Although the term junk is an unfortunate use of the word, I too prefer bullion. junk referring too older coins containing a percentage of silver. I can see an opportunity owning circulated silver percentage coins. Of which I know little, thus avoid. The higher the spot the more junk silver will shed it's misnomer. If I could not afford pure, I certainly would be accumulating as much junk as I could. Holding any amount is better then holding none at all. But, what do I know.

May God Help Us All But, what do I know?
Sun, Sep 4, 2011 - 4:45pm
Rico
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Don't get carried away with

Don't get carried away with the apocalyptic stuff--if you're buying bread with PMs, you'll have bigger fish to fry, at that point. The reason to stack is simply to preserve the buying power of your savings.

I like to buy ASEs because they are really striking and beautiful coins. It is not necessary to pay the rip-off premiums bandied around, and I won't pay more than $3, and try to get closer to $2.5. I feel like that's worth it, in order to get the pretty coins. I have also bought Canadian Maple Leafs, which aren't quite as cool, but are still really nice coins, and the premium is less.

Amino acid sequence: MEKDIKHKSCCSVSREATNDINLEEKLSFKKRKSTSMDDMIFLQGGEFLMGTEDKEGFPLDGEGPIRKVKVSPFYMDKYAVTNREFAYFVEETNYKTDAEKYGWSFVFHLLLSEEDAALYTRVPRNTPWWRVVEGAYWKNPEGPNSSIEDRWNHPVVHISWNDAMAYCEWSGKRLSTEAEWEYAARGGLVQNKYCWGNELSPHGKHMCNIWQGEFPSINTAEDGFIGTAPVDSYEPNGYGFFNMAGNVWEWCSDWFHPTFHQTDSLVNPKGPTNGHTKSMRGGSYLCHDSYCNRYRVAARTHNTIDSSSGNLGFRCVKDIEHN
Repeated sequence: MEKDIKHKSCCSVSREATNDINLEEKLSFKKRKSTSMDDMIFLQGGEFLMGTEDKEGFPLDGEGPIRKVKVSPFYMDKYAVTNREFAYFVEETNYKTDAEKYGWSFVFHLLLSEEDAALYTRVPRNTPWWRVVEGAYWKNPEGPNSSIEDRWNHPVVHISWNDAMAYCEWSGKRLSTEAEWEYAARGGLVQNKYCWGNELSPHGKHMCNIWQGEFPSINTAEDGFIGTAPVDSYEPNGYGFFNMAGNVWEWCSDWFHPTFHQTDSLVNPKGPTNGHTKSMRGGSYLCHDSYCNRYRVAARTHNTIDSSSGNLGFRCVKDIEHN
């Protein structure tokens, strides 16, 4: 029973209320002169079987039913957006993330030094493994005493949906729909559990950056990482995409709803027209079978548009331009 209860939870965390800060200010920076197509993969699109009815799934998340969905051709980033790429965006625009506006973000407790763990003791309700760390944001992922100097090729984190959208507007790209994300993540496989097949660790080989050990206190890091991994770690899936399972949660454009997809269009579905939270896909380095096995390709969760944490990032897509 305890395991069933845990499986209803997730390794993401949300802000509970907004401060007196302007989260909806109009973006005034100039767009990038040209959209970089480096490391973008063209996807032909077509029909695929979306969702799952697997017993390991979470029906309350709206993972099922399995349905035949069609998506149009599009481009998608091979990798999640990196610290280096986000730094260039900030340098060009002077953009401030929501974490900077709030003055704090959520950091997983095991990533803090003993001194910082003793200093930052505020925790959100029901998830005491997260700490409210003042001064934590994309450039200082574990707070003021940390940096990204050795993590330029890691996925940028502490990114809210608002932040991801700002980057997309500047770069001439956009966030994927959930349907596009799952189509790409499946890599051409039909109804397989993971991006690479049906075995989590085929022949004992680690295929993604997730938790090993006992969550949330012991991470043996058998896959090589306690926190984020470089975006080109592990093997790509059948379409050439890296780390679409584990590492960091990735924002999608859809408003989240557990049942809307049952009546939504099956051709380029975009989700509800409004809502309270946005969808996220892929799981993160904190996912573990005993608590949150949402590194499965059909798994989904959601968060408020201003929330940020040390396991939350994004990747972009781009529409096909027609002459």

No question that maximum bang for the fiat is 100 oz bars. Sometimes you can get those for spot, and I wouldn't pay more than $.5-1/oz premium.

Eventually, you're going to figure out that silver can get really cumbersome, and decide to buy gold, too, to save space.

Sun, Sep 4, 2011 - 5:19pm
SilverFocker
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They call it junk

I call it opportunity. I have watched for several years, "junk" silver being melted not collected.

I like all different mixes' of silver, but what is going on now is an opportunity to get some great U.S. mint coins that will bring a good premium in the future to collectors.

This same event occurred in the 80's, it is repeating on a much higher scale now as the economy crumbles. I have seen the elderly sell because they must, I have seen the young sell because they stole it.

IMO, when all is said and done, good quality 90% will no longer be termed "junk", as the price to get it will be very high. Until then I will get all I can afford.